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Interference clouds future of multi-billion police radio project
Could jam hospital kit or nobble breathalysers
The future of a £2.5 billion project to provide British police with a radio network has been thrown into doubt amidst fears that the technology could interfere with hospital equipment and even breath test devices or speed detection kit.
Early trials of the equipment have led police forces to advise officer to switch radios off when in hospital environments, instead of simply refraining from transmitting as is the case with current kit.
The concern expressed by police is the latest twist in the controversy surrounding the provision of a next generation network for the emergency services, called Airwave, or the Public Safety Radio Communications Project, a contract for which was signed last year. The technology behind the system Tetra, (or Terrestrial Trunk Radio), uses handset that transmits signals to base stations at regular intervals and concern centres around the fear that these pulses could affect other equipment.
All British forces should have the technology available by 2004, but as police in Lancashire become the first force to go live with the system, another early pioneer has broken ranks to air its concerns.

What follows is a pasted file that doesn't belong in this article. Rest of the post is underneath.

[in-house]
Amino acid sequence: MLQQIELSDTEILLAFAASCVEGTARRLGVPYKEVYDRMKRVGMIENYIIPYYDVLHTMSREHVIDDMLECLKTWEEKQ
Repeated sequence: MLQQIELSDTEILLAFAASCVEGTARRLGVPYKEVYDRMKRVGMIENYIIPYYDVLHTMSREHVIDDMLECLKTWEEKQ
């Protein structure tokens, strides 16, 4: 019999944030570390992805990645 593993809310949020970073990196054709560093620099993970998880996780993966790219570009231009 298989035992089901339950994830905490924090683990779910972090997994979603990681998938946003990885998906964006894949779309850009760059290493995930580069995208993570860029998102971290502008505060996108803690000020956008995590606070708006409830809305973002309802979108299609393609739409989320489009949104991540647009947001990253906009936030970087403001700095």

Police from the channel island of Jersey, which is going through pre-implementation testing of the technology, is advising its officers to be much more careful about using the equipment than was the case with previous kit. Because of fears of interfering with hospital equipment, the States of Jersey police have imposed tough rules on using equipment and ordered the lowest powered handset available.
The testing also threw up concerns that, according to a statement issued by the Jersey Police, "if a speed detection device external radio interference, it was rendered inoperative". There are also concerns about breath testing devices.
According to reports police are being advised that they can only do breath tests 10m from handsets or 35m from more powerful car transmitters. This has raised concerns that the system, the price of which has already been a source of discontent with the old bill, will be turned off in many situations.
The Police Federation has raised concerns that operational effectiveness and even police safety will be damaged, and not improved, by the introduction of the technology.
A spokeswoman for the suppliers of the technology, BT Quadrant, said that the equipment used complied with international standards. She compared the equipment to GSM phones which also have to be turned off in hospitals.
A spokesman for the Police Information Technology Organisation (PITO), which is managing the Airways project, said it was working with police to devise revised operational guidelines so that safety is not compromised. He admitted there was a potential for interference and that tests were ongoing, even as the first network was been rolled out in Lancashire, to determine how bad interference might be.
In the long term a technological solution would have to be devised, he added. ®